Today, we celebrate the 100th anniversary of the birth of an unforgettable actress Hana Grissová, who was among the most significant personalities of the Drama Company of the State Theatre for more than three decades. Her fans had a chance to enjoy her theatrical art in more than 140 theatre characters and sixty films. As a regional actress she did mostly supporting roles in films, but experts agreed that film and TV have never managed to use her great talent in full.
At the beginning, a native of Nitra presented her talent in an amateur theatre ensemble Detvan. Her presence in the ensemble later helped her to become a member of Slovak Folks Theatre in Nitra in 1939. Following a short engagement in Slovak Theatre in Prešov where she did also a prompter, she joined The National Theatre in Košice in 1950. Director Janko Borodáč then cast her in the first Slovak adaptation of The Chimes of the Kremlin by Nikolai Pogodin.
She was employed with the Drama Company until her retirement in 1981, but she did several characters even after that. She gradually profiled herself as a comic and later especially tragic-comic theatre actress. “… the figures that laugh through tears and make audience laugh are the closest to me. I like tragic-comic situations. I prefer them to those filled with great humour,” said Hana Grissová about her acting.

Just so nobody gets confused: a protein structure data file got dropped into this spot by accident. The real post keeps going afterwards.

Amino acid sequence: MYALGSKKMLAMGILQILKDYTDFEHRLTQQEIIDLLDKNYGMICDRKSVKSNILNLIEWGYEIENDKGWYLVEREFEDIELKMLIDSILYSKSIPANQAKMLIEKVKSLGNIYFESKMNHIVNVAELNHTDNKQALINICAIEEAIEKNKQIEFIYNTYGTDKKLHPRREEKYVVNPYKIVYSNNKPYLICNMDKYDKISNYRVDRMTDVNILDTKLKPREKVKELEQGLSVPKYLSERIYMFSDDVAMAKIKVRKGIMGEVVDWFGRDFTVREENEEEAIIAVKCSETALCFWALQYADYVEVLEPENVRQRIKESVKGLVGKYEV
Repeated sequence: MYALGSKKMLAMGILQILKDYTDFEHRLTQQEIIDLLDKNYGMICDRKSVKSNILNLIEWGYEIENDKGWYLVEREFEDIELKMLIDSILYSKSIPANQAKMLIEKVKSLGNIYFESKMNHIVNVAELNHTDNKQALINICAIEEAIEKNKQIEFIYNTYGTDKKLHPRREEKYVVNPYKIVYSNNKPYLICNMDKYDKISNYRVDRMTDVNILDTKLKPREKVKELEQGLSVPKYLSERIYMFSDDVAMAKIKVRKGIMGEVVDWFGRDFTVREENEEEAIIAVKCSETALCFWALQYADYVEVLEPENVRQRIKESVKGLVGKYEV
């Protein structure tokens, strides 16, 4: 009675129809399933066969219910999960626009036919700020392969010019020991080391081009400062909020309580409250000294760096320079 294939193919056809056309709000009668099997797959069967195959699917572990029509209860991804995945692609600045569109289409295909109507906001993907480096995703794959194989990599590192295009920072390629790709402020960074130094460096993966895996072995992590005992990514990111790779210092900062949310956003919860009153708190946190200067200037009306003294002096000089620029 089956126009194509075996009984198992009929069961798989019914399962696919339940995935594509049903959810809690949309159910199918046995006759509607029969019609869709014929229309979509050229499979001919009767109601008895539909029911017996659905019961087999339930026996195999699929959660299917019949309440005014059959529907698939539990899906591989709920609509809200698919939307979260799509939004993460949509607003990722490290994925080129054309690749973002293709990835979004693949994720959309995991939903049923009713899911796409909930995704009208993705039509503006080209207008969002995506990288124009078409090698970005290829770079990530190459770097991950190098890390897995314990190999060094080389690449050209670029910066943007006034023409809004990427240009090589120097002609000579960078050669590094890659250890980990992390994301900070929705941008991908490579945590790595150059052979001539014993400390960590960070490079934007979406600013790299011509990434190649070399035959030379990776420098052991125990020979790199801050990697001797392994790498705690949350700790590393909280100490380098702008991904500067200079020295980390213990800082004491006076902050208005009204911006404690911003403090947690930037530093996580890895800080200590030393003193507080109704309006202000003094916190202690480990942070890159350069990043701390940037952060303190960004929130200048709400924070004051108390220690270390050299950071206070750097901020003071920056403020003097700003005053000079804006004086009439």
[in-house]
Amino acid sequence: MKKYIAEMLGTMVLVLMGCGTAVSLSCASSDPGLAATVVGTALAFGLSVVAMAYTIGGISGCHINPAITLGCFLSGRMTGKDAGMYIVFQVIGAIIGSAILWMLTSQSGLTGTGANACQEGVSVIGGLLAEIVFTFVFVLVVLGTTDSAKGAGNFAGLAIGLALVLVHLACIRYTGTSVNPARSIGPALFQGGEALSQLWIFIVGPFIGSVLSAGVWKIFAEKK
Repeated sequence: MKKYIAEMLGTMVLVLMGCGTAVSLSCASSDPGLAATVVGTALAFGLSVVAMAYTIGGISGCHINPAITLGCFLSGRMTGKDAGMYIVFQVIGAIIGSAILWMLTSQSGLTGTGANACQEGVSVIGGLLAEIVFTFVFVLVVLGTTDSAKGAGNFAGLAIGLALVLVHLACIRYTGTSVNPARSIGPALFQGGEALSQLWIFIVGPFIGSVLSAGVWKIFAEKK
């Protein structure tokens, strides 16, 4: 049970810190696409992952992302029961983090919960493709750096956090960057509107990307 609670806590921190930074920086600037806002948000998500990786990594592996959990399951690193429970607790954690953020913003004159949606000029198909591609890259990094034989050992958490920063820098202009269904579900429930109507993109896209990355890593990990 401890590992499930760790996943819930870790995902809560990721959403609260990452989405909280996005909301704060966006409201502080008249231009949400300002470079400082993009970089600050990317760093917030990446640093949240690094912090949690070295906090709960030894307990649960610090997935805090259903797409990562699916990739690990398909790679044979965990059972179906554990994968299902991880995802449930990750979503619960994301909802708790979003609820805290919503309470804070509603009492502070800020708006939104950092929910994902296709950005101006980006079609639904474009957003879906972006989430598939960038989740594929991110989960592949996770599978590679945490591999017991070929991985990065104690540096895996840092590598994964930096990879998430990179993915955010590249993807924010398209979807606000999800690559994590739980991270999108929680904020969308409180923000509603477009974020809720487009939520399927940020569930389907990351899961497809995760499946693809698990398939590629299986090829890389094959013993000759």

“She was able to breath diverse colours into her characters, nobleness if so needed or even rusticity of peasant women or true optimism of commoners. So she did as Gypsy woman in Lúpežník or Pulcheria Alexandrovna in Crime and Punishment. Her mother figures in The White Disease, Andorra or The Gamekeeper’s Wife are just unforgettable. Hana’s probably strongest side, tragicomedy, was not fully applied in the theatre. Perhaps due to its dramaturgy. She masterfully depicted comic side of feminine aging as Martha Brewster in the comedy Arsenic and Old Lace. Though her film roles were mainly supporting, they were unforgettable. She debuted in Štvorylka (1955) which is a part of The Golden Fund of Slovak Cinematography. Her later films are Skleníkova venuša or O sláve a tráve,” wrote journalist Miroslava Hriadeľová in Hana’s obituary published in Korzár daily twenty years ago (June 2001). And here are the memories of Hana by another legendary Košice actor Ján Bzdúch: “Someone counted that I’ve done 290 theatre characters and many of them I did with Hana. One play stands out in my mind. Filan’s A bolo svetlo where she did bar maiden and I did electrician who comes to a small village to install electricity. It was a huge success, also in Bratislava. And the adaptation was then even taken over by television. I also admired her persistence. From a prompter’s pit she worked her way up to a leading actress.”